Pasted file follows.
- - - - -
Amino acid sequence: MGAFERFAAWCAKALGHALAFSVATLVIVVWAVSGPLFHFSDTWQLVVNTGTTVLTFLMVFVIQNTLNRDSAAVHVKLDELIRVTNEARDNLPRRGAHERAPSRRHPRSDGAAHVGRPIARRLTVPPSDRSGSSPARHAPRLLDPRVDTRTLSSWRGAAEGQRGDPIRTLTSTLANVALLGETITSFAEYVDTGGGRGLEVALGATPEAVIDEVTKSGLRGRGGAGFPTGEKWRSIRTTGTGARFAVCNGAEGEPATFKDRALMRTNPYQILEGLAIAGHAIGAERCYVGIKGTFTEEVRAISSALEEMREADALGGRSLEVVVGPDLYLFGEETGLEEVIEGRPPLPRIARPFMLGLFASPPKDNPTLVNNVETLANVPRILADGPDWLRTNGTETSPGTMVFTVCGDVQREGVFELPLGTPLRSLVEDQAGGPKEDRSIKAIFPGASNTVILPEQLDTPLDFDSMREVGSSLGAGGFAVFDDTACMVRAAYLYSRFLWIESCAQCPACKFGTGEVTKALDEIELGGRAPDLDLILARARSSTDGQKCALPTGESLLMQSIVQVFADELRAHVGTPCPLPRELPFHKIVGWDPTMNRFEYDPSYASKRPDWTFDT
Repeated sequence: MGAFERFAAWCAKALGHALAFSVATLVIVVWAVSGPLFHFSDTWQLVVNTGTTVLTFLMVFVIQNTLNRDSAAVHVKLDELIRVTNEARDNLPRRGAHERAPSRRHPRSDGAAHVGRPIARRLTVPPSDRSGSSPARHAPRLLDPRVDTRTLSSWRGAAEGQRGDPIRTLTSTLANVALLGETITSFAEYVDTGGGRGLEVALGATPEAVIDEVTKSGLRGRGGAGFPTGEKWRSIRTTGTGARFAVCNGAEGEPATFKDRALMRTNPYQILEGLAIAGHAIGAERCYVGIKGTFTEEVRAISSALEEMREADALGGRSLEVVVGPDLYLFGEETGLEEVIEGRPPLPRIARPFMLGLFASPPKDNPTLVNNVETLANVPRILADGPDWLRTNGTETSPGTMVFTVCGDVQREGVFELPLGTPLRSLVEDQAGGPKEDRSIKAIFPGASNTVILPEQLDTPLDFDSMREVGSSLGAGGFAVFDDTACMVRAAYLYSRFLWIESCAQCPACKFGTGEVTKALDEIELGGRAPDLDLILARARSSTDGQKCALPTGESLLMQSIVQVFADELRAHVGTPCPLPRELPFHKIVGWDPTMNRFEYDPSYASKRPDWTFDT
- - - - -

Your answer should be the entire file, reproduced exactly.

Amino acid sequence: MGAFERFAAWCAKALGHALAFSVATLVIVVWAVSGPLFHFSDTWQLVVNTGTTVLTFLMVFVIQNTLNRDSAAVHVKLDELIRVTNEARDNLPRRGAHERAPSRRHPRSDGAAHVGRPIARRLTVPPSDRSGSSPARHAPRLLDPRVDTRTLSSWRGAAEGQRGDPIRTLTSTLANVALLGETITSFAEYVDTGGGRGLEVALGATPEAVIDEVTKSGLRGRGGAGFPTGEKWRSIRTTGTGARFAVCNGAEGEPATFKDRALMRTNPYQILEGLAIAGHAIGAERCYVGIKGTFTEEVRAISSALEEMREADALGGRSLEVVVGPDLYLFGEETGLEEVIEGRPPLPRIARPFMLGLFASPPKDNPTLVNNVETLANVPRILADGPDWLRTNGTETSPGTMVFTVCGDVQREGVFELPLGTPLRSLVEDQAGGPKEDRSIKAIFPGASNTVILPEQLDTPLDFDSMREVGSSLGAGGFAVFDDTACMVRAAYLYSRFLWIESCAQCPACKFGTGEVTKALDEIELGGRAPDLDLILARARSSTDGQKCALPTGESLLMQSIVQVFADELRAHVGTPCPLPRELPFHKIVGWDPTMNRFEYDPSYASKRPDWTFDT
Repeated sequence: MGAFERFAAWCAKALGHALAFSVATLVIVVWAVSGPLFHFSDTWQLVVNTGTTVLTFLMVFVIQNTLNRDSAAVHVKLDELIRVTNEARDNLPRRGAHERAPSRRHPRSDGAAHVGRPIARRLTVPPSDRSGSSPARHAPRLLDPRVDTRTLSSWRGAAEGQRGDPIRTLTSTLANVALLGETITSFAEYVDTGGGRGLEVALGATPEAVIDEVTKSGLRGRGGAGFPTGEKWRSIRTTGTGARFAVCNGAEGEPATFKDRALMRTNPYQILEGLAIAGHAIGAERCYVGIKGTFTEEVRAISSALEEMREADALGGRSLEVVVGPDLYLFGEETGLEEVIEGRPPLPRIARPFMLGLFASPPKDNPTLVNNVETLANVPRILADGPDWLRTNGTETSPGTMVFTVCGDVQREGVFELPLGTPLRSLVEDQAGGPKEDRSIKAIFPGASNTVILPEQLDTPLDFDSMREVGSSLGAGGFAVFDDTACMVRAAYLYSRFLWIESCAQCPACKFGTGEVTKALDEIELGGRAPDLDLILARARSSTDGQKCALPTGESLLMQSIVQVFADELRAHVGTPCPLPRELPFHKIVGWDPTMNRFEYDPSYASKRPDWTFDT